New technology from MIT may enable cheap, color, holographic video displays
Researchers at MIT’s Media Lab have developed a new form of holographic projector that may enable the introduction of practical color 3D holographic video displays as well as higher-resolution 2D displays with lower power consumption. The new projector is built using principles of guided wave optics to construct the spatial light modulator (SLM) that is the heart of digital holography. The MIT holographic projector, which contains an SLM costing US$10 to fabricate, provides 3D images at 30 frames per second (fps) with a resolution similar to that of a standard-definition TV.
"A New Microscopic Principle" hardly seems the harbinger of what may well become the most fundamental change in data communication since the introduction of the television, but that is the name that Dennis Gabor gave to his 1948 research paper announcing his invention of holography. While used immediately in electron microscopy, the potential for optical holograms languished until the 1960 invention of the laser.
A hologram is recorded by exposing a light-sensitive sensor (for example, photographic film, or a high-resolution CCD) simultaneously to a coherent beam of light and the reflection of that beam of light from the scene being recorded. The sensor records not an image of the scene, but the interference (typically taking place at the surface of a sheet of film) between the image and the original coherent light. This interference pattern contains all the information in the light field at the sensor.
To play back a hologram, the interference pattern of the original hologram is reproduced, and a coherent beam of light (typically having the same wavelength as the original laser illumination source) is directed onto the pattern along the same direction as was the reference beam. The reconstruction beam is diffracted from the interference pattern, and thereby reproduces the 3D image information of the subject of the hologram. For us, a glowing but seemingly solid image suddenly appears floating in space.
With video displays being of considerably greater value than static 3D picture frames, a dynamic substitute for photographic film has long been sought, with varying degrees of success. An active holographic display is based on a spatial light modulator (SLM), a device that changes the intensity and/or the phase of a beam of light. A simple example is an overhead projector, wherein the transparency acts as an SLM.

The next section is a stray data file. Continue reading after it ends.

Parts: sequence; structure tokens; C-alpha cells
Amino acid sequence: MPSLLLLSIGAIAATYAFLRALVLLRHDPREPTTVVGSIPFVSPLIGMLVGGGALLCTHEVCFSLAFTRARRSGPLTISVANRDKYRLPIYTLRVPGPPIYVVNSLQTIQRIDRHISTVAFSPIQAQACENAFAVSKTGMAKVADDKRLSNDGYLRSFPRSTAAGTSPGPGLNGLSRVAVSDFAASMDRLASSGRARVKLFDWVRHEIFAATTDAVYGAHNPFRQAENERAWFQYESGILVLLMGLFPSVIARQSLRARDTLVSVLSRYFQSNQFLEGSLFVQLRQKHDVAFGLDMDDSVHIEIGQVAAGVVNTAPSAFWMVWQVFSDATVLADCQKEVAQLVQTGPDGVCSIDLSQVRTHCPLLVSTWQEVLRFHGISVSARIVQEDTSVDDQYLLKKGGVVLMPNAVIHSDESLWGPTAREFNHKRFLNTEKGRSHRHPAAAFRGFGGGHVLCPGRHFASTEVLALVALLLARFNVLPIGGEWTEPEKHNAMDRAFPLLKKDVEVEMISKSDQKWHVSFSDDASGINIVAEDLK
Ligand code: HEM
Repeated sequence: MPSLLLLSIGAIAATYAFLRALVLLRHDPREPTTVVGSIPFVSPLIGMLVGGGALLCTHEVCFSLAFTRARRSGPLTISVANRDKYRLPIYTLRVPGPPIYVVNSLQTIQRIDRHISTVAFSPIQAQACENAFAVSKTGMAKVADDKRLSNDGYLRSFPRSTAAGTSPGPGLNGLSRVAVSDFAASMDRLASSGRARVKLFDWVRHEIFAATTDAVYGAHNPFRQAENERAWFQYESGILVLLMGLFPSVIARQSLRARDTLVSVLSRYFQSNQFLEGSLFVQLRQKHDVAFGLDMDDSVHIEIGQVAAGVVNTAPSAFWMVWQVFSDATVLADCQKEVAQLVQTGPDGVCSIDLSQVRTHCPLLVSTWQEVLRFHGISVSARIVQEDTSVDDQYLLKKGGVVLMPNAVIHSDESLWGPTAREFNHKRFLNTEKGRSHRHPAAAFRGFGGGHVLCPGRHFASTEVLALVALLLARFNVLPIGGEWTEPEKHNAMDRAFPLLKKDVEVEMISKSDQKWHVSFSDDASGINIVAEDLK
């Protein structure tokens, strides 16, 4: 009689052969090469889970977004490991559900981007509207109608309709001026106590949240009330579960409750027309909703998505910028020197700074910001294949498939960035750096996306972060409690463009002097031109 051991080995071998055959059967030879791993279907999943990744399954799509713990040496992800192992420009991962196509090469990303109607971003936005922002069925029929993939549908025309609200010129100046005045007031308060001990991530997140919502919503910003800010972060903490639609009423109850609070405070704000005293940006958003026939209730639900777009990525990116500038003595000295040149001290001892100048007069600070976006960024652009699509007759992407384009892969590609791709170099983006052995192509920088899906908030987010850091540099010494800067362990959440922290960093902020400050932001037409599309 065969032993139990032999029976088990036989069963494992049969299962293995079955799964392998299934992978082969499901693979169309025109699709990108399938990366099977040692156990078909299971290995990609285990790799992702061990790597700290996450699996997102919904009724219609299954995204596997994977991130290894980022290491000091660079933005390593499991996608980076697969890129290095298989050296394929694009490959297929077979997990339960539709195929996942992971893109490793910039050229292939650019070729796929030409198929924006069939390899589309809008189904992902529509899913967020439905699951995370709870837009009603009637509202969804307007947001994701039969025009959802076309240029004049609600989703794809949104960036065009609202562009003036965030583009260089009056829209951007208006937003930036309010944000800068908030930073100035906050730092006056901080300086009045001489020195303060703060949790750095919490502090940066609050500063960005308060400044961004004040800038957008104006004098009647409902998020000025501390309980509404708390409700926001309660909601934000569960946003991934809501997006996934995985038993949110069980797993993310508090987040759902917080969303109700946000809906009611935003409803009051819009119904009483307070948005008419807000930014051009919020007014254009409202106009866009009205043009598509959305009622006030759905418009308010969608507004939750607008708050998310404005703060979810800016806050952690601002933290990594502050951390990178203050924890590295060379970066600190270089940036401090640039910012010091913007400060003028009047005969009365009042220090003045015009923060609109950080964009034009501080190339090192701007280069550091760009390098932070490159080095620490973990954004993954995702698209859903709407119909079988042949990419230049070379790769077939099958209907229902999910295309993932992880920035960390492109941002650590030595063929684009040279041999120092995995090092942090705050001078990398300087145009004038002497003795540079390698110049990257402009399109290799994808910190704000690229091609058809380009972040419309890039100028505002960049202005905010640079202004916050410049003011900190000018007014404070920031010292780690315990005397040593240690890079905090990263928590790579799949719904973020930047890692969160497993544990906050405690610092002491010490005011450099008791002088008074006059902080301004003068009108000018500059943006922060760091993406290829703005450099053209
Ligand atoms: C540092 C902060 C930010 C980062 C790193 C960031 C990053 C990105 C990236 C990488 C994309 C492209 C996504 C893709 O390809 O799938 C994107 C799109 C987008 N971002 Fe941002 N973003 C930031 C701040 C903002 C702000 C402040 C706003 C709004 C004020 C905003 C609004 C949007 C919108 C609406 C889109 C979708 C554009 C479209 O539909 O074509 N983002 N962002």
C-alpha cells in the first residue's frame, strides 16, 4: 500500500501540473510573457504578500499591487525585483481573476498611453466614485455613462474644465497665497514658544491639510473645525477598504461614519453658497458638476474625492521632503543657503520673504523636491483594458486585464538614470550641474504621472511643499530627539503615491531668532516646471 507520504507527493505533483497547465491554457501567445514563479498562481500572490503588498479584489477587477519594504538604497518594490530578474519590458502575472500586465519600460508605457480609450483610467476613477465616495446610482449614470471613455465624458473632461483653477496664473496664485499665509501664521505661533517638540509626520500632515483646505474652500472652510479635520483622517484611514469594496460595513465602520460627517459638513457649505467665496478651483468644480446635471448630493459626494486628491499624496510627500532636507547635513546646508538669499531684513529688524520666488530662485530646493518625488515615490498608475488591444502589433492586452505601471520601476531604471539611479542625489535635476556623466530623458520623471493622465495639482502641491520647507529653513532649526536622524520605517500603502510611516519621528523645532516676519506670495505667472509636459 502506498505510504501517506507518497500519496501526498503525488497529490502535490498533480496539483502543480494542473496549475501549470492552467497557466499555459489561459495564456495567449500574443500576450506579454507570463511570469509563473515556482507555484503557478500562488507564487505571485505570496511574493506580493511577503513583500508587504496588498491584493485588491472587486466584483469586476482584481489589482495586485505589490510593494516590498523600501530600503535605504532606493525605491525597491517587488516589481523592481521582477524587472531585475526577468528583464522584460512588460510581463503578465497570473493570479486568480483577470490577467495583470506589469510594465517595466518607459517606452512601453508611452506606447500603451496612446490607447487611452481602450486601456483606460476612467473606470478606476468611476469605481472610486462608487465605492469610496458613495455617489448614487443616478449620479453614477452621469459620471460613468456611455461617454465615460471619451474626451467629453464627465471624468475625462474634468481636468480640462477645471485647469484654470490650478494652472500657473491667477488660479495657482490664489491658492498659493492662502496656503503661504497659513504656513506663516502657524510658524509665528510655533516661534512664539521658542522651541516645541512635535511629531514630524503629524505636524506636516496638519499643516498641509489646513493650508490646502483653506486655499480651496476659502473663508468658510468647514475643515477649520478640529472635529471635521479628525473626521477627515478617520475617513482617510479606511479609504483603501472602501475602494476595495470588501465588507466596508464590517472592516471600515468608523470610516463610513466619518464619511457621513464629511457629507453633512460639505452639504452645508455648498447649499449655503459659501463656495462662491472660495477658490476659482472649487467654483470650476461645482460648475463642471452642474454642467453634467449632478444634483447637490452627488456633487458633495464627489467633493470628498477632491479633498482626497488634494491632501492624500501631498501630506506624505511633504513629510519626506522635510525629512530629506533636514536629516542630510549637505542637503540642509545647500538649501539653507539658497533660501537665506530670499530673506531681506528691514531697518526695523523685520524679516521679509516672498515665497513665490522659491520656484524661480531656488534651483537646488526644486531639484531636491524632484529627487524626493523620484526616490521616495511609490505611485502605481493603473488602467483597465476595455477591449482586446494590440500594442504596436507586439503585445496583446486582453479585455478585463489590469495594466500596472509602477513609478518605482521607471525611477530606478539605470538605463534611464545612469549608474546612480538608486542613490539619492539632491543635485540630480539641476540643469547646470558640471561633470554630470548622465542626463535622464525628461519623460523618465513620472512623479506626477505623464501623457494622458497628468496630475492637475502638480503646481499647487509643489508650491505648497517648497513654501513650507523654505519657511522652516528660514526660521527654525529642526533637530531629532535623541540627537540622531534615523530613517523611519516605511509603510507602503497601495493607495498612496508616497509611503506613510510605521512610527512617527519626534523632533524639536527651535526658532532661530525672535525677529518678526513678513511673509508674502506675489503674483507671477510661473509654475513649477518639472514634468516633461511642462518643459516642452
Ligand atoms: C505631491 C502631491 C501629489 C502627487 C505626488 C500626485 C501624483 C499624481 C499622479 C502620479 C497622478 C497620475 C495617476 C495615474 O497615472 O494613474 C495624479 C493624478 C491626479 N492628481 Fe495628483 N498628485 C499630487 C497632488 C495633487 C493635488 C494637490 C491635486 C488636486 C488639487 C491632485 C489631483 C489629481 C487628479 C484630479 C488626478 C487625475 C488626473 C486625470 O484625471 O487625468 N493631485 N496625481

The SLM's found in previous active displays, such as this group's earlier Mark-II holographic display, have relied on liquid crystals, MEMS-based micromirror arrays, and bulk acousto-optic devices. However, these all have limitations for holographic video, including small bandwidth, large feature sizes, which leads to limited diffraction of light, and various forms of noise. Multiplexing to obtain color images is also quite difficult with these SLM devices.
Holographic image of a Princess Leia stand-in shown using MIT's Mark-II holographic projector (Photo: MIT Media Lab)
To avoid these problems, the group at MIT Media Lab has developed an anisotropic leaky-mode integrated optics SLM on a lithium niobate chip. Lithium niobate is the primary substrate for integrated optics, in which waveguides, modulators, and switches are built into the lithium niobate surface.
In the new MIT SLM, a narrow optical waveguide is formed in a lithium niobate chip using ion implantation. The extra ions make the crystal denser, causing the narrow channel to guide light along its length. This waveguide has one optical mode that directs light along it, and a second "leaky" mode having the opposite polarization that is not guided, but is directed through the bottom of the crystal, which is where the holographic image will be generated.
In MIT's new design, light of the proper polarization is injected into the SLM so that it is guided by the waveguide. Lithium niobate is piezoelectric, so when a radio frequency (RF) is applied to the electrodes, it generates an acoustic wave along the crystal surface. When the RF is off, the light stays in the waveguide, and no light penetrates into the holograph. When the RF is on, the interaction of the acoustic waves and the light in the waveguide causes the polarization to rotate, so that the light is directed into forming the holographic image. This method is immediately capable of reproducing multicolor holographs.
The MIT group has demonstrated a holographic display that can display 3D images with a resolution of about 400 x 400 x 138 pixels at five frames per second, as seen in the initial picture above. They are presently making a prototype with 1,250 channels (leaky-wave waveguides), with which they expect to achieve a bandwidth of 125 Gigapixels/sec, generating an image of a cube about 1,500 pixels on a side.
"What's most exciting about [the new chip] is that it’s a waveguide-based platform, which is a major departure from every other type of spatial light modulator used for holographic video right now," says Daniel Smalley, lead author on the research paper published in Nature. "One of the big advantages here is that you get to use all the tools and techniques of integrated optics. Any problem we’re going to meet now in holographic video displays, we can feel confidence that there’s a suite of tools to attack it, relatively simply.”
Don't expect holographic televisions tomorrow, but overall the prospect is looking up.
Source: MIT Media Lab